13. Lucas 1964, 128.
  14. Cicero recounts this story in his De Senectute 7.22.
  15. Sommerstein (2002): 41-42
  16. For the erastês-eromenos relationship in ancient Greece, see (e.g.) Johnson/Ryan 2005, 3-4.
  17. Athenaeus attributes this to the Encounters of Ion of Chios. See Hubbard 2003, 80.
  18. From the Historical Notes of Hieronymus of Rhodes. See Hubbard 2003, 81.
  19. Life of Pericles 8.5.
  20. Plato, The Republic, 1.329c.
  21. Friederich Karl Forberg, Manual of Classical Erotology (De Figuris Veneris); p.74 N26
  22. Lee Alexander Stone, The Power of a Symbol, p.229
  23. Aristotle. Ars Poetica.
  24. Lloyd-Jones 1994: 8-9
  25. Scullion, pp. 85–86, rejects attempts to date Antigone to shortly before 441/0 based on an anecdote that the play led to Sophocles' election as general. On other grounds, he cautiously suggests c. 450 BC.
  26. Sophocles, ed Grene and Lattimore, pp. 1–2.
  27. See for example: "Sophocles: The Theban Plays", Penguin Books, 1947; Sophocles I: Oedipus the King, Oedipus at Colonus, Antigone, University of Chicago, 1991; Sophocles: The Theban Plays: Antigone/King Oidipous/Oidipous at Colonus, Focus Publishing/R. Pullins Company, 2002; Sophocles, The Oedipus Cycle: Oedipus Rex, Oedipus at Colonus, Antigone, Harvest Books, 2002; Sophocles, Works, Loeb Classical Library, Vol I. London, W. Heinemann; New York,Macmillan, 1912 (often reprinted) - the 1994 Loeb, however, prints Sophocles in chronological order.
  28. Sophocles, ed Grene and Lattimore, pp. 1–2.
  29. Murray, Matthew, " Newly Readable Oxyrhynchus Papyri Reveal Works by Sophocles, Lucian, and Others", Theatermania, 18 April 2005. Retrieved 9 July 2007.
  30. Sophocles, ed. Grene and Lattimore, pp. 1–2.
  31. Freeman: 247–248
  32. Seaford: 1361
  33. Murray, Matthew, " Newly Readable Oxyrhynchus Papyri Reveal Works by Sophocles, Lucian, and Others", Theatermania, 18 April 2005. Retrieved 9 July 2007.
  34. Bowra: 386
  35. Bowra: 401
  36. Bowra: 389
  37. Bowra: 392
  38. Bowra: 396
  39. Bowra: 385–401


References

  • Beer, Josh (2004). Sophocles and the Tragedy of Athenian Democracy. Greenwood Publishing. ISBN 0313289468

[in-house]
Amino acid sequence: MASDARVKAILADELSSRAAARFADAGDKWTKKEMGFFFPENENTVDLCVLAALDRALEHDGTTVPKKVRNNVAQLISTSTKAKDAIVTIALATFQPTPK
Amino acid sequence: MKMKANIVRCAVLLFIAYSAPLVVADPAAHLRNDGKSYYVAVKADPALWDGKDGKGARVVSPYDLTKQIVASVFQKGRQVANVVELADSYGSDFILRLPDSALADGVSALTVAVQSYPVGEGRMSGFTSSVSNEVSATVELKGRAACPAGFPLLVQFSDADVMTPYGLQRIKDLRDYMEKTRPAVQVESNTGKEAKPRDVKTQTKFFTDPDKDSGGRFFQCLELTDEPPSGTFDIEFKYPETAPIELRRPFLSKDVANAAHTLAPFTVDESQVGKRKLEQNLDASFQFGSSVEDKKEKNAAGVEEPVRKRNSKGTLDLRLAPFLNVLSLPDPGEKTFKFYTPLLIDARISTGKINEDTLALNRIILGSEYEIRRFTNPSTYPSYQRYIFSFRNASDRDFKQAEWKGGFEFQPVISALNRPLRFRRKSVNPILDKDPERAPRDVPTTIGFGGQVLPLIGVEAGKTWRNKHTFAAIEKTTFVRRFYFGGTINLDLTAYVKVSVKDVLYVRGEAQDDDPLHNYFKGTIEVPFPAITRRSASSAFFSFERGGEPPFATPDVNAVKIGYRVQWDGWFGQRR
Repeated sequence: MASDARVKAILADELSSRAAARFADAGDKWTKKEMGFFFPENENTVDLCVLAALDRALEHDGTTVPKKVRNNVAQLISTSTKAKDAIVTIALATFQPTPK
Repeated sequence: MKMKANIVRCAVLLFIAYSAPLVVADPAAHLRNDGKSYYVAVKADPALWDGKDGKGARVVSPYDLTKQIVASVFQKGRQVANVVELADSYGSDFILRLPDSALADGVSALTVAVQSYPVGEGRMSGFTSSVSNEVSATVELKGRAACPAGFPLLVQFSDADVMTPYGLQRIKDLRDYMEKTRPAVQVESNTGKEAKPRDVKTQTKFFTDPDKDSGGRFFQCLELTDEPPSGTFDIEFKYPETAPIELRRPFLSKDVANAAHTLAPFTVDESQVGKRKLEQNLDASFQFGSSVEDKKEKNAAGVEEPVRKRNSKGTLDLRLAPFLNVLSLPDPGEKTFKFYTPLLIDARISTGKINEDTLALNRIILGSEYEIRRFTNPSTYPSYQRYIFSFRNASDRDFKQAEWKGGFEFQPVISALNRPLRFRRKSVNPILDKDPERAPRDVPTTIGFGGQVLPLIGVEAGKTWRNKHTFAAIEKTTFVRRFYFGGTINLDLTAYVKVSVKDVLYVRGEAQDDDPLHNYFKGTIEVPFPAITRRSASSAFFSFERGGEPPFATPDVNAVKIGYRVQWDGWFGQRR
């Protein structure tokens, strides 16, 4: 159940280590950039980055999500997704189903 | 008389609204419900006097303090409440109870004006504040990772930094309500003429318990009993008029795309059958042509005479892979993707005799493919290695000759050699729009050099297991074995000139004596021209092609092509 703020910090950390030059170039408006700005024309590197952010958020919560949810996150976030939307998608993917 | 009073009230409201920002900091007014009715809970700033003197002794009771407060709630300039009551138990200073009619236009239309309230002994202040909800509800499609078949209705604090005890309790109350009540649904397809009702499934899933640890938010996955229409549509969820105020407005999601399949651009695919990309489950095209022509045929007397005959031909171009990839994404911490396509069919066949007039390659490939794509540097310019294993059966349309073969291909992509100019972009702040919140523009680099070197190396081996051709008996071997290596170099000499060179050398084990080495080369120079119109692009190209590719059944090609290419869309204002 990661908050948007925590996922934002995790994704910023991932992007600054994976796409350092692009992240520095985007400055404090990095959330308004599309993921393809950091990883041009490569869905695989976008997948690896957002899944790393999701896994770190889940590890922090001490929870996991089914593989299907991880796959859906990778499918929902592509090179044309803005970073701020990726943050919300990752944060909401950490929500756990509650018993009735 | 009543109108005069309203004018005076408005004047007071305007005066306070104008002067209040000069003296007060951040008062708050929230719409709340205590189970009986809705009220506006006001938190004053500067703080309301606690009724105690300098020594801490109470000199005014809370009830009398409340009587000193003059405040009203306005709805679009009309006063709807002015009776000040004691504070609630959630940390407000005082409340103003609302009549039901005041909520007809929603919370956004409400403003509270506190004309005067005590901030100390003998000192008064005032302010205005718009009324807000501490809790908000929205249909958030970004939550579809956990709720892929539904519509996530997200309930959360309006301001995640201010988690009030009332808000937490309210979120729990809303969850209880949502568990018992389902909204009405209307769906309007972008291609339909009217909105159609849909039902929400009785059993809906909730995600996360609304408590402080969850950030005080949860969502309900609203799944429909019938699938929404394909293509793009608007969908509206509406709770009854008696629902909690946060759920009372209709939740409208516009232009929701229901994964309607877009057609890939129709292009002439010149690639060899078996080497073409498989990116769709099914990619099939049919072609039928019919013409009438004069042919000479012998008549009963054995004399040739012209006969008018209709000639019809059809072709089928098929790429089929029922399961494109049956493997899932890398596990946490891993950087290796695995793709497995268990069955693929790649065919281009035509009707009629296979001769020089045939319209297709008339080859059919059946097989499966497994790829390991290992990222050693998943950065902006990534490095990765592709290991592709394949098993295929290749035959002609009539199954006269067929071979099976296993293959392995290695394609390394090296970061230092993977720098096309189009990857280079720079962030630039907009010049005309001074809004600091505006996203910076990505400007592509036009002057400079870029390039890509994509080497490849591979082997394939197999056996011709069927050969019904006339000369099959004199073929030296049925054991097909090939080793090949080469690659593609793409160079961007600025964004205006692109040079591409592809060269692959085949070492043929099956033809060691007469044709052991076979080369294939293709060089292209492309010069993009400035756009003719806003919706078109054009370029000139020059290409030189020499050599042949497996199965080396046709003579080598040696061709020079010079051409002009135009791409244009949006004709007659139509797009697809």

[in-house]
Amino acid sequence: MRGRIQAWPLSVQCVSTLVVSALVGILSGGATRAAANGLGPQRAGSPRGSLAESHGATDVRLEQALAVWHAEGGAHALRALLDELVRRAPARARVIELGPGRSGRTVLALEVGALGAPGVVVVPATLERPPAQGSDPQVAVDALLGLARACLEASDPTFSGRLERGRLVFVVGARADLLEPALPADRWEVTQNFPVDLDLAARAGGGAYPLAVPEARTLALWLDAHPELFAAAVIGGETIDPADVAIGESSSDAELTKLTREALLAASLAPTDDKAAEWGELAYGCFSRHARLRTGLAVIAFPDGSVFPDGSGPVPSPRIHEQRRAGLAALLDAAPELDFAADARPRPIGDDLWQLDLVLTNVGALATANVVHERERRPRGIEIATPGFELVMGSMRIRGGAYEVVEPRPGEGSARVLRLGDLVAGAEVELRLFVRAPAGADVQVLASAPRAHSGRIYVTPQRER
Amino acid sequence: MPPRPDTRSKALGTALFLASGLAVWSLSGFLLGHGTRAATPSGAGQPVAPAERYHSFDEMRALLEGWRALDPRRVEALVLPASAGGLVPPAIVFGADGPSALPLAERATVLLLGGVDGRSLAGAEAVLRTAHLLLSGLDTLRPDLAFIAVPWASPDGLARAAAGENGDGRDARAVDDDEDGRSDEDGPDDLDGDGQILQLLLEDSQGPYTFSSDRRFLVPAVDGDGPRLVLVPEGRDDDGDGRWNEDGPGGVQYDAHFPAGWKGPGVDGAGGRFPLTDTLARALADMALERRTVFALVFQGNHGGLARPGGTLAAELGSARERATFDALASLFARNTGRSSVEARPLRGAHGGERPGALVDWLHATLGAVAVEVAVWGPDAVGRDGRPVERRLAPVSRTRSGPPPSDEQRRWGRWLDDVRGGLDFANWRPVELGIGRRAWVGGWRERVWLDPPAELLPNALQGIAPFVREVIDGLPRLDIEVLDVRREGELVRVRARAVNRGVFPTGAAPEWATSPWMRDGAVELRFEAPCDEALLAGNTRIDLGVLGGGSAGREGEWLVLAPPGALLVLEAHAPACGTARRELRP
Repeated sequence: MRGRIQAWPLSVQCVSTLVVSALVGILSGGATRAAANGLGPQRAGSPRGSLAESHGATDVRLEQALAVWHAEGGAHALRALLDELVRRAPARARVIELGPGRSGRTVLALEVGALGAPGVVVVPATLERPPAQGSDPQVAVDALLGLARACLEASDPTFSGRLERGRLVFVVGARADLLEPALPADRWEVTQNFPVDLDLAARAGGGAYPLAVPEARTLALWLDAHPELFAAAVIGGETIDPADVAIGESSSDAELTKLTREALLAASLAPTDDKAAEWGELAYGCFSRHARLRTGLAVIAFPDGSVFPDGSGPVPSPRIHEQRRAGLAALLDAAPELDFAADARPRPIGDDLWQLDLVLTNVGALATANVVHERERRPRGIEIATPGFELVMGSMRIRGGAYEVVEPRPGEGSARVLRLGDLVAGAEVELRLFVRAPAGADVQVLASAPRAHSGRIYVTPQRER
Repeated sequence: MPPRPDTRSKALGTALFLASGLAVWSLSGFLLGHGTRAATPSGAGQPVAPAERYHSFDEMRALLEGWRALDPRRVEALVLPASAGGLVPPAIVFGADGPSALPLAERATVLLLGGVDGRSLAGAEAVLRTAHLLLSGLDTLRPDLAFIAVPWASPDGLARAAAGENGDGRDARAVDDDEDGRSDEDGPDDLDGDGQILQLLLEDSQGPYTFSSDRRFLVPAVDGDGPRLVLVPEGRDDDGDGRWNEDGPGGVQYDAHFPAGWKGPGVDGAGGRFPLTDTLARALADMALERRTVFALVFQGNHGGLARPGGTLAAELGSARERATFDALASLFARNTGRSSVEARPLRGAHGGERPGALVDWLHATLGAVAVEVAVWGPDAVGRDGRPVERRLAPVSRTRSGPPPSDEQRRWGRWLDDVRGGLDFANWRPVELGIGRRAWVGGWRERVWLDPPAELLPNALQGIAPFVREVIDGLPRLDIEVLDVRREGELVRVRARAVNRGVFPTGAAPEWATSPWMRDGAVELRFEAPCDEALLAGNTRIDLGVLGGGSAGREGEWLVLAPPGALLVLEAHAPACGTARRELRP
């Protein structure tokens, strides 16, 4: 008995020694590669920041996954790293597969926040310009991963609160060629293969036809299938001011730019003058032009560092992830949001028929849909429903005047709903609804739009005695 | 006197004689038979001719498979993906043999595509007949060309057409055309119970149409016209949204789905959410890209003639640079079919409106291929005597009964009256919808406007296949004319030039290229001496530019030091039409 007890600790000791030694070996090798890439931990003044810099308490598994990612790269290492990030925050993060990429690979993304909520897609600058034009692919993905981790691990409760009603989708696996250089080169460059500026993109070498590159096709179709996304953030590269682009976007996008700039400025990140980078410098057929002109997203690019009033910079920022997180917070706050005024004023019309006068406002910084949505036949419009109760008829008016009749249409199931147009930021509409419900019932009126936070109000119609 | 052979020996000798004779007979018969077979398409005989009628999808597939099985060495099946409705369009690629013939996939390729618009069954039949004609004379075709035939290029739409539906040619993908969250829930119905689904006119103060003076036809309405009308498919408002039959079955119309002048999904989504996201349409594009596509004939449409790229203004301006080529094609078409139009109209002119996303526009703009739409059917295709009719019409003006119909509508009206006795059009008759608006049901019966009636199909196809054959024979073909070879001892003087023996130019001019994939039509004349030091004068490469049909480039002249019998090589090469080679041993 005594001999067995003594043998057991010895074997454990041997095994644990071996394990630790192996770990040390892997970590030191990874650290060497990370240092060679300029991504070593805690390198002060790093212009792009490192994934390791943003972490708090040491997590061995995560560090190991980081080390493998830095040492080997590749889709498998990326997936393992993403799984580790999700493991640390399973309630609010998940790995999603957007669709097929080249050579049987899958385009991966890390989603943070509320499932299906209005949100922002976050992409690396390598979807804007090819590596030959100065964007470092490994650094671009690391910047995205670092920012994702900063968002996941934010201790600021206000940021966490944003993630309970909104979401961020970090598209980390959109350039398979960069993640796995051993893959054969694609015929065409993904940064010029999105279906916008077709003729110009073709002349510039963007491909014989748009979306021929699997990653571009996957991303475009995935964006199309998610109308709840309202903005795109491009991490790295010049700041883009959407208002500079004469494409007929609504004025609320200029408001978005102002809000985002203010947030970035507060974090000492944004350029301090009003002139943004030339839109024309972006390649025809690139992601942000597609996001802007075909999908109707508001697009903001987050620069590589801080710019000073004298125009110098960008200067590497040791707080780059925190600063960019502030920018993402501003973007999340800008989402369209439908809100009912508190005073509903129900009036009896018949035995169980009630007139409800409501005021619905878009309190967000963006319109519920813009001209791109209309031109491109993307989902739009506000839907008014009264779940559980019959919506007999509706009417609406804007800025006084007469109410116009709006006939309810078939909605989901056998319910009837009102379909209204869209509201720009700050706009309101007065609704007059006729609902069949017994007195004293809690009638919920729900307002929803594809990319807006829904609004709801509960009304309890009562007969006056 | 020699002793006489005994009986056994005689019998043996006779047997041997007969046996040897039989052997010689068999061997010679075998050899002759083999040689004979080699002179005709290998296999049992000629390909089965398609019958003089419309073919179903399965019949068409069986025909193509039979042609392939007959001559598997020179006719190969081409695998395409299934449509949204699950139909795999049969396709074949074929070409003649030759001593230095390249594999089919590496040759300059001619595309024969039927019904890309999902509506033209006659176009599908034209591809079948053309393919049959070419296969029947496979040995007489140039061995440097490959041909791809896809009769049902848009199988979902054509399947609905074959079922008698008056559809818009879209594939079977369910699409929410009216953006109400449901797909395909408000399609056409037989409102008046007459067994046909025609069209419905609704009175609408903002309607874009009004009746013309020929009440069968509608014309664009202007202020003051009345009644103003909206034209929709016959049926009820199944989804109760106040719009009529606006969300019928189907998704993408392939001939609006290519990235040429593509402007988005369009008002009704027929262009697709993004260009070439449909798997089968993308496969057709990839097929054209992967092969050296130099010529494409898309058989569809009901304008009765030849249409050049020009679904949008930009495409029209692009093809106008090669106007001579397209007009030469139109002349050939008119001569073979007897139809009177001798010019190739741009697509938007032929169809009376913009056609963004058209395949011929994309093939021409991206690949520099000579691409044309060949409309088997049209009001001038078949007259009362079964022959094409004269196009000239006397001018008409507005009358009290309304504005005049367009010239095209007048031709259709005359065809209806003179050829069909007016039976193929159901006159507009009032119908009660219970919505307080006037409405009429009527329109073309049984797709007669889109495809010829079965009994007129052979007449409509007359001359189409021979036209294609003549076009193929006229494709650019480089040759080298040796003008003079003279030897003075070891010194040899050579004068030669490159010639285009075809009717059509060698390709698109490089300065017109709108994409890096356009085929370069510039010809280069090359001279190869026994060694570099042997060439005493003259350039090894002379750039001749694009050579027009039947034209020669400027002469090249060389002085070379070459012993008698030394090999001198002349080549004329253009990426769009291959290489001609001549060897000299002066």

• Freeman, Charles. (1999). The Greek Achievement: The Foundation of the Western World. New York: Viking Press. ISBN 0670885150
  • Hubbard, Thomas K. (2003). Homosexuality in Greece and Rome: a Sourcebook of Basic Documents.
  • Johnson, Marguerite & Terry Ryan (2005). Sexuality in Greek and Roman Society and Literature: a Sourcebook. Routledge. ISBN 0415173310, 9780415173315
  • Lloyd-Jones, Hugh (ed.) (1994). Sophocles. Ajax. Electra. Oedipus Tyrannus. Harvard University Press.
  • Lucas, Donald William (1964). The Greek Tragic Poets. W.W. Norton & Co.
  • Plato. Plato in Twelve Volumes, Vols. 5 & 6 translated by Paul Shorey. Cambridge, MA, Harvard University Press; London, William Heinemann Ltd. 1969.
  • Schultz, Ferdinand (1835). De vita Sophoclis poetae commentatio.‎ Phil. Diss., Berlin.[4448]
  • Scullion, Scott (2002). Tragic dates, Classical Quarterly, new sequence 52, pp. 81–101.
  • Sommerstein, Alan Herbert (2002). Greek Drama and Dramatists. Routledge. ISBN 0415260272
  • Sommerstein, Alan Herbert (2007). "General Introduction" pp.xi-xxix in Sommerstein, A.H., Fitzpatrick, D. and Tallboy, T. Sophocles: Selected Fragmentary Plays: Volume 1. Aris and Phillips. ISBN 0856687669
  • Sophocles. Sophocles I: Oedipus the King, Oedipus at Colonus, Antigone. 2nd ed. Grene, David and Lattimore, Richard, eds. Chicago: University of Chicago, 1991.
  • Encyclopaedia Britannica, Inc. "Macropaedia Knowledge In Depth." The New Encyclopaedia Britannica Volume 20. Chicago: Encyclopaedia Britannica, Inc., 2005. 344-346.